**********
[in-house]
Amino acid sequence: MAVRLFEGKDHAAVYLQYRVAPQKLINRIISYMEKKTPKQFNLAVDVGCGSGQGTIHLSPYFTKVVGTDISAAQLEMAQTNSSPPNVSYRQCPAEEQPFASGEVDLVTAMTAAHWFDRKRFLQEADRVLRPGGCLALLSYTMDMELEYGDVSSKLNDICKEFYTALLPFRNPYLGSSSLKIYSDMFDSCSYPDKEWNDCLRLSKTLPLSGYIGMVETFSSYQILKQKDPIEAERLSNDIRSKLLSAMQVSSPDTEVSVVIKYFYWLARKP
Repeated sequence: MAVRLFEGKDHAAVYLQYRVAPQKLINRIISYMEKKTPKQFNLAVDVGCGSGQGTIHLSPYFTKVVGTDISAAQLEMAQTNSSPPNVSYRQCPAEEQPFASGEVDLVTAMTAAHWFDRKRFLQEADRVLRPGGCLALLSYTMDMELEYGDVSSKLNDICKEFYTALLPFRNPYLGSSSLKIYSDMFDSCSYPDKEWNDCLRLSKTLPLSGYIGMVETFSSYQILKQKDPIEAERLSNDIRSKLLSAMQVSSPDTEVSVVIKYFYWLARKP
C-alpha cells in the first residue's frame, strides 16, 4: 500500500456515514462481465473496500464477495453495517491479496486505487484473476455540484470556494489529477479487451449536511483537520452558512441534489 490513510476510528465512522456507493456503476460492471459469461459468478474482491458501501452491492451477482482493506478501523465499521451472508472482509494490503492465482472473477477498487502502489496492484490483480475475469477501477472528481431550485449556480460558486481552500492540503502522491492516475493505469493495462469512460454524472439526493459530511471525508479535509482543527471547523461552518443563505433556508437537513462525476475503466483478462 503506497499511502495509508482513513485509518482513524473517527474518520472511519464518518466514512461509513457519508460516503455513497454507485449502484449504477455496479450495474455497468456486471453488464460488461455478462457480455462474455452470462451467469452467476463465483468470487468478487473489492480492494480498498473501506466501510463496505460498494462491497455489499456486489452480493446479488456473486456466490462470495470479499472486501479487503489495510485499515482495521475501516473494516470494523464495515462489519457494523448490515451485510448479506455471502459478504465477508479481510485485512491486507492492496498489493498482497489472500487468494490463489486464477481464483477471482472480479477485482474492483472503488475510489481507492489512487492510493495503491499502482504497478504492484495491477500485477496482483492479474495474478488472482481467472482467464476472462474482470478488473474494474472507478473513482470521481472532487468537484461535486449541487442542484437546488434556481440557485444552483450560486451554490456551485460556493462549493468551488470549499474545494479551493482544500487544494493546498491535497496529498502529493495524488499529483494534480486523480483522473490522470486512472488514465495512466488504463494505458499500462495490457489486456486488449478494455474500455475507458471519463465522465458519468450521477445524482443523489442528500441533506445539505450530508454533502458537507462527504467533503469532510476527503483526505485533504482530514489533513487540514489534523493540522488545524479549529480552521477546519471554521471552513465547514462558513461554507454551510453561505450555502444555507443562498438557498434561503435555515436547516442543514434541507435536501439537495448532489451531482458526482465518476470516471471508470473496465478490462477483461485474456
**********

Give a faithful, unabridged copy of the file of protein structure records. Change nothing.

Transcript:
[in-house]
Amino acid sequence: MAVRLFEGKDHAAVYLQYRVAPQKLINRIISYMEKKTPKQFNLAVDVGCGSGQGTIHLSPYFTKVVGTDISAAQLEMAQTNSSPPNVSYRQCPAEEQPFASGEVDLVTAMTAAHWFDRKRFLQEADRVLRPGGCLALLSYTMDMELEYGDVSSKLNDICKEFYTALLPFRNPYLGSSSLKIYSDMFDSCSYPDKEWNDCLRLSKTLPLSGYIGMVETFSSYQILKQKDPIEAERLSNDIRSKLLSAMQVSSPDTEVSVVIKYFYWLARKP
Repeated sequence: MAVRLFEGKDHAAVYLQYRVAPQKLINRIISYMEKKTPKQFNLAVDVGCGSGQGTIHLSPYFTKVVGTDISAAQLEMAQTNSSPPNVSYRQCPAEEQPFASGEVDLVTAMTAAHWFDRKRFLQEADRVLRPGGCLALLSYTMDMELEYGDVSSKLNDICKEFYTALLPFRNPYLGSSSLKIYSDMFDSCSYPDKEWNDCLRLSKTLPLSGYIGMVETFSSYQILKQKDPIEAERLSNDIRSKLLSAMQVSSPDTEVSVVIKYFYWLARKP
C-alpha cells in the first residue's frame, strides 16, 4: 500500500456515514462481465473496500464477495453495517491479496486505487484473476455540484470556494489529477479487451449536511483537520452558512441534489 490513510476510528465512522456507493456503476460492471459469461459468478474482491458501501452491492451477482482493506478501523465499521451472508472482509494490503492465482472473477477498487502502489496492484490483480475475469477501477472528481431550485449556480460558486481552500492540503502522491492516475493505469493495462469512460454524472439526493459530511471525508479535509482543527471547523461552518443563505433556508437537513462525476475503466483478462 503506497499511502495509508482513513485509518482513524473517527474518520472511519464518518466514512461509513457519508460516503455513497454507485449502484449504477455496479450495474455497468456486471453488464460488461455478462457480455462474455452470462451467469452467476463465483468470487468478487473489492480492494480498498473501506466501510463496505460498494462491497455489499456486489452480493446479488456473486456466490462470495470479499472486501479487503489495510485499515482495521475501516473494516470494523464495515462489519457494523448490515451485510448479506455471502459478504465477508479481510485485512491486507492492496498489493498482497489472500487468494490463489486464477481464483477471482472480479477485482474492483472503488475510489481507492489512487492510493495503491499502482504497478504492484495491477500485477496482483492479474495474478488472482481467472482467464476472462474482470478488473474494474472507478473513482470521481472532487468537484461535486449541487442542484437546488434556481440557485444552483450560486451554490456551485460556493462549493468551488470549499474545494479551493482544500487544494493546498491535497496529498502529493495524488499529483494534480486523480483522473490522470486512472488514465495512466488504463494505458499500462495490457489486456486488449478494455474500455475507458471519463465522465458519468450521477445524482443523489442528500441533506445539505450530508454533502458537507462527504467533503469532510476527503483526505485533504482530514489533513487540514489534523493540522488545524479549529480552521477546519471554521471552513465547514462558513461554507454551510453561505450555502444555507443562498438557498434561503435555515436547516442543514434541507435536501439537495448532489451531482458526482465518476470516471471508470473496465478490462477483461485474456